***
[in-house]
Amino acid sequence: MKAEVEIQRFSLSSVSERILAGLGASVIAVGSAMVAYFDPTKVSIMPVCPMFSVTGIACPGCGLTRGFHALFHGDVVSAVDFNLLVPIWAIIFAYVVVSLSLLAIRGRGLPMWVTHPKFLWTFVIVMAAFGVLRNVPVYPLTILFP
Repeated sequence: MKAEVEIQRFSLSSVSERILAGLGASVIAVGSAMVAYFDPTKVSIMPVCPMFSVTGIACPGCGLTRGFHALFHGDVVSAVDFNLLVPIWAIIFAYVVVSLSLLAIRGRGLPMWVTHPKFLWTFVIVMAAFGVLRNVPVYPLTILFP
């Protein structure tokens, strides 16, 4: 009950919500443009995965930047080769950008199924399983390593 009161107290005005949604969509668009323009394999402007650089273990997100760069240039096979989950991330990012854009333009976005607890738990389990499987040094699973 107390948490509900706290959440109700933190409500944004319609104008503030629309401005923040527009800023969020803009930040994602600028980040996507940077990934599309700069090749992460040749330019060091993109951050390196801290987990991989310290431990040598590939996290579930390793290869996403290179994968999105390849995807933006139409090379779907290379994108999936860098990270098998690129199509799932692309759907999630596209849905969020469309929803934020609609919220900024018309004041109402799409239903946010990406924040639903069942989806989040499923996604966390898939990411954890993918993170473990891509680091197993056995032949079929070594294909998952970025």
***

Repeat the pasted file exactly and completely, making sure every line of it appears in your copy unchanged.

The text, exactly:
[in-house]
Amino acid sequence: MKAEVEIQRFSLSSVSERILAGLGASVIAVGSAMVAYFDPTKVSIMPVCPMFSVTGIACPGCGLTRGFHALFHGDVVSAVDFNLLVPIWAIIFAYVVVSLSLLAIRGRGLPMWVTHPKFLWTFVIVMAAFGVLRNVPVYPLTILFP
Repeated sequence: MKAEVEIQRFSLSSVSERILAGLGASVIAVGSAMVAYFDPTKVSIMPVCPMFSVTGIACPGCGLTRGFHALFHGDVVSAVDFNLLVPIWAIIFAYVVVSLSLLAIRGRGLPMWVTHPKFLWTFVIVMAAFGVLRNVPVYPLTILFP
């Protein structure tokens, strides 16, 4: 009950919500443009995965930047080769950008199924399983390593 009161107290005005949604969509668009323009394999402007650089273990997100760069240039096979989950991330990012854009333009976005607890738990389990499987040094699973 107390948490509900706290959440109700933190409500944004319609104008503030629309401005923040527009800023969020803009930040994602600028980040996507940077990934599309700069090749992460040749330019060091993109951050390196801290987990991989310290431990040598590939996290579930390793290869996403290179994968999105390849995807933006139409090379779907290379994108999936860098990270098998690129199509799932692309759907999630596209849905969020469309929803934020609609919220900024018309004041109402799409239903946010990406924040639903069942989806989040499923996604966390898939990411954890993918993170473990891509680091197993056995032949079929070594294909998952970025």